‘Doors have closed, but others opened
Following the Corona measures, the third edition of the annual Fund Insiders Forum (FIF), this year went fully digital. Obviously, the Corona pandemic was also discussed at length during the three-day event. But surprisingly, leading speakers Marc Faber, Roelfien Kuijpers, Terry Smith and their colleagues often addressed the opportunities this situation presents.
The Corona crisis has drastically changed our world, and as a result, also the fund market. That is why FIF in 2020 evolved from a physical one-day event at Tour & Taxis to a virtual three-day meeting. Institutional investors, brokers and fund managers could follow, amongst others, interactive webinars and editorial debates.
From 29 September till 1 October, the participants could choose when and which session to join from home or the office. Each FIF afternoon started with a plenary session, with debates and interviews with (inter)national speakers.
Marc Faber opened the event with his vision on today’s and tomorrow’s markets. The wayward Swiss investment analyst, author and entrepreneur did not just talk about the doom and gloom of Corona, but also especially about the new opportunities that have resulted from it. “Doors have closed, but new ones opened – the market opportunities are in those changes.”
In addition, he referred to international politics and the printing of additional money. In his opinion, this has a negative impact on real economic growth and the prosperity of many people. “Particularly youngsters are the victim of this: they now earn less than their parents did when they were the same age.” He also advocated for making the fund market more democratic for smaller investors.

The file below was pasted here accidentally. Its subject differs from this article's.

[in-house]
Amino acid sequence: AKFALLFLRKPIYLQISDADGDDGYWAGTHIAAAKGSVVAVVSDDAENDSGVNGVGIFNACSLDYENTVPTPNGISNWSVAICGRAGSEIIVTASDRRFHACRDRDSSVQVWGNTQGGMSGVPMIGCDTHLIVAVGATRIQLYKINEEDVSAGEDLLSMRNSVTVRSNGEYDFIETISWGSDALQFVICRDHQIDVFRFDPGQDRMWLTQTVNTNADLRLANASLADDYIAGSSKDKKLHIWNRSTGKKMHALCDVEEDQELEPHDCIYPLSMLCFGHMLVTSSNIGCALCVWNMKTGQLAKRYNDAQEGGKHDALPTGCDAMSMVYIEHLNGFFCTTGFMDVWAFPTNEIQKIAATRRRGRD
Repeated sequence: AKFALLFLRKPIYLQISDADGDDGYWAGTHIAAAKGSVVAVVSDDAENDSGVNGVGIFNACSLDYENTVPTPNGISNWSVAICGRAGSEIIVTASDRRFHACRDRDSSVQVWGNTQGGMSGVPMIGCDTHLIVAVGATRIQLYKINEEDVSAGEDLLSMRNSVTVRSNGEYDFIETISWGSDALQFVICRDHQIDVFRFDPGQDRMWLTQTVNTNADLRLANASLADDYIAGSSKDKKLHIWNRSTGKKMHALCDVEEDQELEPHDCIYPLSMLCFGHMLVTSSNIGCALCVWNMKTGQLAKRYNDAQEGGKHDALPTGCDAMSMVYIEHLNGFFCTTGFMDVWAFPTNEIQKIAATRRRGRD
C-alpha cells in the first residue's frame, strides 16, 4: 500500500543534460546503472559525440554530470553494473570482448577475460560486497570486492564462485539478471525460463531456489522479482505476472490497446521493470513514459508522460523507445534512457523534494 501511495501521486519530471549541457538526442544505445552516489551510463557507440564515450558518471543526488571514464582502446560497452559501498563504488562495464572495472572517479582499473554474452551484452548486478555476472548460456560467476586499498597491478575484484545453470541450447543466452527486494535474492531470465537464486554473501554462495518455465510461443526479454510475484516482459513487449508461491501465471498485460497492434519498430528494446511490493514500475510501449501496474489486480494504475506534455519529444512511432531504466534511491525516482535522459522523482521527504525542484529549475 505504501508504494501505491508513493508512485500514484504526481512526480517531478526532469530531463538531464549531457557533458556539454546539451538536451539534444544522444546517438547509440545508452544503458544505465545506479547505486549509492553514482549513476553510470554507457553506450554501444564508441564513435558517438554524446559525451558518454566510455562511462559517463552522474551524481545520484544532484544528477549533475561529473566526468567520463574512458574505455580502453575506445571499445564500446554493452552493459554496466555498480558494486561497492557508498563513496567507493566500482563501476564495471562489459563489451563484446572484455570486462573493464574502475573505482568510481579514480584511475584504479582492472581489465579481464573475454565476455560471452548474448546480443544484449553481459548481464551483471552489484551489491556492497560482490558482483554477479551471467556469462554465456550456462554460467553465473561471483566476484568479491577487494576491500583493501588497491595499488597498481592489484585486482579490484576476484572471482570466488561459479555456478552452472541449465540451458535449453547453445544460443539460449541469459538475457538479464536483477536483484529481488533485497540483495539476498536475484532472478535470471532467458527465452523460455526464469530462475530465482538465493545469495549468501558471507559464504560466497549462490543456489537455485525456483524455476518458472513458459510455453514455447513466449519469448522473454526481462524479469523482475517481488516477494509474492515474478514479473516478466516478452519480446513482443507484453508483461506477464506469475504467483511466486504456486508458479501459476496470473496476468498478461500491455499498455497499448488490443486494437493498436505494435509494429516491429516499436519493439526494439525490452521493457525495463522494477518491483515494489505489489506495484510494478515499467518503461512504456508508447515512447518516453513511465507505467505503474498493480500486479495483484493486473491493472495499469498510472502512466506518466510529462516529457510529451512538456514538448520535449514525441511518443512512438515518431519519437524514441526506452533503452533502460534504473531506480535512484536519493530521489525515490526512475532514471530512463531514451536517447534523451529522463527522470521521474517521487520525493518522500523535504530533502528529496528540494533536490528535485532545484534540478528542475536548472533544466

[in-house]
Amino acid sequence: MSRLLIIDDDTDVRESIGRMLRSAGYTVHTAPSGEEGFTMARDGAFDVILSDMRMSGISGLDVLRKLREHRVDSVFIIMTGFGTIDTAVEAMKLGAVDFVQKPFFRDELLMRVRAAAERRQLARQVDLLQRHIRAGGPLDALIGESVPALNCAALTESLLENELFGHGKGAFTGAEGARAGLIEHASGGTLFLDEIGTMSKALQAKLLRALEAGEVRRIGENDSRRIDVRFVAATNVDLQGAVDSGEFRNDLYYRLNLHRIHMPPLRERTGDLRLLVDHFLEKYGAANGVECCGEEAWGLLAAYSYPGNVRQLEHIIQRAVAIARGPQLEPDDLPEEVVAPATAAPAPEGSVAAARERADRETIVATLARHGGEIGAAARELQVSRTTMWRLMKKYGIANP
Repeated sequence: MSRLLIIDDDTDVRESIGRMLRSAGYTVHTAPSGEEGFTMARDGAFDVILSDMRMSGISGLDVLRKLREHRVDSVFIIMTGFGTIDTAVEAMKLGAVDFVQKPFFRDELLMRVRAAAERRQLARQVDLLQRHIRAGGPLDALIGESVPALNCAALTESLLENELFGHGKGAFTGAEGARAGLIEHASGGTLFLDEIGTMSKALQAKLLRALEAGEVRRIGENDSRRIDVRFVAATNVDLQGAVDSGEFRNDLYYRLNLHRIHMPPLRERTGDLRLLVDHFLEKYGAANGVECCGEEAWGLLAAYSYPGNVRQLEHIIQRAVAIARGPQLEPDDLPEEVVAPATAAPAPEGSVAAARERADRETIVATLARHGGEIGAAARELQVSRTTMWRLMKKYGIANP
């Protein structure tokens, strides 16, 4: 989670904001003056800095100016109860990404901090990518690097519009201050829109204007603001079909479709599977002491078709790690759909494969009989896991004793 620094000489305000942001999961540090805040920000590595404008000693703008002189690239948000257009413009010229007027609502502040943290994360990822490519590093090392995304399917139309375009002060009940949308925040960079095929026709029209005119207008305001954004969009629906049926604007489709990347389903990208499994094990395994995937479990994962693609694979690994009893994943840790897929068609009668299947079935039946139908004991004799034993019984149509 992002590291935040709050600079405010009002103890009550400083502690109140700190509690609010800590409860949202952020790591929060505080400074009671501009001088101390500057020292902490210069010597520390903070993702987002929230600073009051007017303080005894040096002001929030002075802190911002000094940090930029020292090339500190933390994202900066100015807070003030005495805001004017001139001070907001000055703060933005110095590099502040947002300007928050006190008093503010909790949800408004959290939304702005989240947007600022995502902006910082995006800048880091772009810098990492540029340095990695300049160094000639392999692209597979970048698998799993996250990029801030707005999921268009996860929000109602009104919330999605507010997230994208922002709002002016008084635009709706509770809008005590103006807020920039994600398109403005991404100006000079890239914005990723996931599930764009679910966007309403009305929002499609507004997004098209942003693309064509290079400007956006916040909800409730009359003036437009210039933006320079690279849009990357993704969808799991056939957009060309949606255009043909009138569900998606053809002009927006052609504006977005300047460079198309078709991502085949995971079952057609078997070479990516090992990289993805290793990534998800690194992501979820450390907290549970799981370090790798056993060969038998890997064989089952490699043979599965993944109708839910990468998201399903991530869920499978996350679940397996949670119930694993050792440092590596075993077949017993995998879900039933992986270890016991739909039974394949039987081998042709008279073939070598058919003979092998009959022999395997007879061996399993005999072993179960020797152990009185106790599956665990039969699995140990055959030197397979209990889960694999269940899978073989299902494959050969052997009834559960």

The second FIF day started with an inspiring Q&A with Roelfien Kuijpers, Managing Director and Global ESG Client Officer at DWS. She said that she is an advocate of the EU’s green taxonomy, which “clearly defines which investments can officially be called sustainable from 2021.”
Next, there was a presentation by the CEO & CIO of Fundsmith, Terry Smith, who is sometimes referred to as the British Warren Buffett. During the closing conversation with journalist Peter Van Maldegem, Smith talked about ‘value versus quality’ when investing in shares. “Quality always wins in the long term,” is his firm belief.